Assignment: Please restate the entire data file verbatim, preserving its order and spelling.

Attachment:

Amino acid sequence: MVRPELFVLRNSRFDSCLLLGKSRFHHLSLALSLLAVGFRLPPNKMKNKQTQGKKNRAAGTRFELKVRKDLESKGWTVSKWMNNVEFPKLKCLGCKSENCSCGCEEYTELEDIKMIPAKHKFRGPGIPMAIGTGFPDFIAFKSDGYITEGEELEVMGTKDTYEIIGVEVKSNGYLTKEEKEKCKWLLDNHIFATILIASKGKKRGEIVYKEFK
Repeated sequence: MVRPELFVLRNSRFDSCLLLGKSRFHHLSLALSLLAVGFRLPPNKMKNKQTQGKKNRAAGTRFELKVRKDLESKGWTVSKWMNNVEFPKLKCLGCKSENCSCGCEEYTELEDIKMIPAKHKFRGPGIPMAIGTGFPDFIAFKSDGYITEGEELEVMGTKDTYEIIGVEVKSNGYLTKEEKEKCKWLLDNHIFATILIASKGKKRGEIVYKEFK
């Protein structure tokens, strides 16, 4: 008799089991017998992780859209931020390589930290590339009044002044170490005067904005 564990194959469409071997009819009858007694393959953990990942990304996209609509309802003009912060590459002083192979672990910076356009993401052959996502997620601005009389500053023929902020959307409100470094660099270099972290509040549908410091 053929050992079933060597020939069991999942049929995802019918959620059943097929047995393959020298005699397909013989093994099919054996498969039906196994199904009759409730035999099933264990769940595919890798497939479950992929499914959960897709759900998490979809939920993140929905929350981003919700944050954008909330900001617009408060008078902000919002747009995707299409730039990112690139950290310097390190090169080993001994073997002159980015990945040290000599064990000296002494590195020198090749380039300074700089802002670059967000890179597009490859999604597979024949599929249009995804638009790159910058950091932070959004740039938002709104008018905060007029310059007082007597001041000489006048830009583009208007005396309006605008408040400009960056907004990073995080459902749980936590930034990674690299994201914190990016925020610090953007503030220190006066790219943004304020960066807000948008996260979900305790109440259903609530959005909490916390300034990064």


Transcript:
Amino acid sequence: MVRPELFVLRNSRFDSCLLLGKSRFHHLSLALSLLAVGFRLPPNKMKNKQTQGKKNRAAGTRFELKVRKDLESKGWTVSKWMNNVEFPKLKCLGCKSENCSCGCEEYTELEDIKMIPAKHKFRGPGIPMAIGTGFPDFIAFKSDGYITEGEELEVMGTKDTYEIIGVEVKSNGYLTKEEKEKCKWLLDNHIFATILIASKGKKRGEIVYKEFK
Repeated sequence: MVRPELFVLRNSRFDSCLLLGKSRFHHLSLALSLLAVGFRLPPNKMKNKQTQGKKNRAAGTRFELKVRKDLESKGWTVSKWMNNVEFPKLKCLGCKSENCSCGCEEYTELEDIKMIPAKHKFRGPGIPMAIGTGFPDFIAFKSDGYITEGEELEVMGTKDTYEIIGVEVKSNGYLTKEEKEKCKWLLDNHIFATILIASKGKKRGEIVYKEFK
């Protein structure tokens, strides 16, 4: 008799089991017998992780859209931020390589930290590339009044002044170490005067904005 564990194959469409071997009819009858007694393959953990990942990304996209609509309802003009912060590459002083192979672990910076356009993401052959996502997620601005009389500053023929902020959307409100470094660099270099972290509040549908410091 053929050992079933060597020939069991999942049929995802019918959620059943097929047995393959020298005699397909013989093994099919054996498969039906196994199904009759409730035999099933264990769940595919890798497939479950992929499914959960897709759900998490979809939920993140929905929350981003919700944050954008909330900001617009408060008078902000919002747009995707299409730039990112690139950290310097390190090169080993001994073997002159980015990945040290000599064990000296002494590195020198090749380039300074700089802002670059967000890179597009490859999604597979024949599929249009995804638009790159910058950091932070959004740039938002709104008018905060007029310059007082007597001041000489006048830009583009208007005396309006605008408040400009960056907004990073995080459902749980936590930034990674690299994201914190990016925020610090953007503030220190006066790219943004304020960066807000948008996260979900305790109440259903609530959005909490916390300034990064």